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Prof David McCrone's retiral reception 14 September 2011

A Personal Appreciation by Prof Frank Bechhofer

In honour of David having done classics at school, let’s start there.  ‘Gallia est omnis divisa in partes tres’.  All academic life too, like Gaul, is divided into three parts – teaching, research and administration, and David McCrone (to give him his formal and Sunday name for the last time here) has done his fair share of all three, although I’m prepared to bet that the one he misses least in retirement is the third of them. He has been known to express his irritation forcefully with what he referred to in his speech at his retiral party as ‘dysfunctionalities and reorganizations, and downright idiocies perpetrated on hard-working people who are doing their best under very trying circumstances’. His close colleagues and friends will recognise here his endearing tendency, which has strengthened over the years, to fulminate from time to time about statements, events, and people, sometimes with just cause and there again sometimes not.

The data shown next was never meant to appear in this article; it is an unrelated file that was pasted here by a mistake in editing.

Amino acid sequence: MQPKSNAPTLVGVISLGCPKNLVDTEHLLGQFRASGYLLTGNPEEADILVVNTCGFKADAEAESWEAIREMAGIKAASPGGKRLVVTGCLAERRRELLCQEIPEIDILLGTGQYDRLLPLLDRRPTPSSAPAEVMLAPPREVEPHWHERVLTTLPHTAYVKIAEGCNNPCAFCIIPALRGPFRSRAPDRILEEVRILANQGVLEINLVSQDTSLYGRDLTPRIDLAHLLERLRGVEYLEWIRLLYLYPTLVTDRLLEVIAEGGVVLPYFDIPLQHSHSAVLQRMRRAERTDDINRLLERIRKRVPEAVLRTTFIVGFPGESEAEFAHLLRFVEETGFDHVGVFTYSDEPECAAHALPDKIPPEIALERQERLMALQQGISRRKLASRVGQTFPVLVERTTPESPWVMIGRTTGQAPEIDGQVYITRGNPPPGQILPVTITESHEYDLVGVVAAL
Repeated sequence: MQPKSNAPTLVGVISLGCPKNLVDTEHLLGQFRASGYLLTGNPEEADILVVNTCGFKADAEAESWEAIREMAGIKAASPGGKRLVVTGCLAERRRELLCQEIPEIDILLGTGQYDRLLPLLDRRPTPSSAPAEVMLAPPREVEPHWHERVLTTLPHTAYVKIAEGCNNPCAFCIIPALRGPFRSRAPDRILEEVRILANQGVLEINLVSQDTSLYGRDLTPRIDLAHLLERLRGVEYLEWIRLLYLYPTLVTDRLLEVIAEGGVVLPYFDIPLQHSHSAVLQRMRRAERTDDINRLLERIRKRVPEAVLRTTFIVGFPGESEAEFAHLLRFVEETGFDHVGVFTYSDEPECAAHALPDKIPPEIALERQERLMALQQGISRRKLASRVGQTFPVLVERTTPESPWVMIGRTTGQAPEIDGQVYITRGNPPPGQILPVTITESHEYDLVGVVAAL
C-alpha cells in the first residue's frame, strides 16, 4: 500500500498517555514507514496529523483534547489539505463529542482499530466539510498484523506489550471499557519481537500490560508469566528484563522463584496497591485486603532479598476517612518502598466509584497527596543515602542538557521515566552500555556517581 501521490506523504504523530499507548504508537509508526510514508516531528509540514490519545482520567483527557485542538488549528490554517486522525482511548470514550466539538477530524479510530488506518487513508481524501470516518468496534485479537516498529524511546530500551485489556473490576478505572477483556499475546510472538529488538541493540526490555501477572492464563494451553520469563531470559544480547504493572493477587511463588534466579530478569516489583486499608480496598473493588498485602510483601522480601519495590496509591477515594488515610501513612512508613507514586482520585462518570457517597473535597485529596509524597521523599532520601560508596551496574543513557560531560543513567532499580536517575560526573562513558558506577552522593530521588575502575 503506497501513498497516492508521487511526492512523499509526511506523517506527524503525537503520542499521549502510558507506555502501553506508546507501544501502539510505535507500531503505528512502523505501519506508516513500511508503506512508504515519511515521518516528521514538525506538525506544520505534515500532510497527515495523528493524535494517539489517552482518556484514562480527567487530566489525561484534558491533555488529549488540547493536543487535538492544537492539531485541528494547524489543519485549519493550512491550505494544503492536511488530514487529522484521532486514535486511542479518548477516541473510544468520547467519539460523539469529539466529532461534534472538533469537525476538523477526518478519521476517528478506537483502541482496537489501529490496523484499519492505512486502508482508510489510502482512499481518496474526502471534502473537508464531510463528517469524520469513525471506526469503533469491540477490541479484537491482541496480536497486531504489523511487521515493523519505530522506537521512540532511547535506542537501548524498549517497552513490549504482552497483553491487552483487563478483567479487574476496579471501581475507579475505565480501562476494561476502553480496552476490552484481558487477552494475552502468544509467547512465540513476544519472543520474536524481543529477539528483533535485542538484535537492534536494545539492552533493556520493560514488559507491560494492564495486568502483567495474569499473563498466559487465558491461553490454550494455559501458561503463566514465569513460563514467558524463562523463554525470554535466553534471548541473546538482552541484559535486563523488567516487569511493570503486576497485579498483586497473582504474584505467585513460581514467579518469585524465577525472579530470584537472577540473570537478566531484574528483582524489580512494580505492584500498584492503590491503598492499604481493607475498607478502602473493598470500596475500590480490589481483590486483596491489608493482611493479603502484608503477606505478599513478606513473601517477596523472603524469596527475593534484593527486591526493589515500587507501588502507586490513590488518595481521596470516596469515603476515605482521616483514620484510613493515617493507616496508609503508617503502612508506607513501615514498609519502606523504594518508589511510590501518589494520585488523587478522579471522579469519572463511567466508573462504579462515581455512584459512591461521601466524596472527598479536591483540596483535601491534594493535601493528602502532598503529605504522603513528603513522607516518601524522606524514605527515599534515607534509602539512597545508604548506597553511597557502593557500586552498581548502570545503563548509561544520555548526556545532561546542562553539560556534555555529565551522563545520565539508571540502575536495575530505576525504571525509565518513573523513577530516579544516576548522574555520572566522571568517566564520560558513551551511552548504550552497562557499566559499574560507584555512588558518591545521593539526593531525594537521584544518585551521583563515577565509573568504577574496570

However, this is the Institute of Governance web site so perhaps one should start there, and anyway its success reflects a lot more than his administrative skills. As he put it in that same speech, he founded with Alice Brown ‘the Institute of Governance, out of the Governance of Scotland Forum, out of Unit for the Study of Government in Scotland.’ He also said that he has tried to live by two motifs, one of which is ‘Tom Burns’s maxim that: it is the business of sociologists to conduct a critical debate with the public about the equipment of its social institutions’. That fits well with the Institute in its many aspects. Dave has led the team which has built it up into a distinguished and valuable institution, and if it didn’t exist he would have to (re)invent it. That, I very much hope, will not be necessary.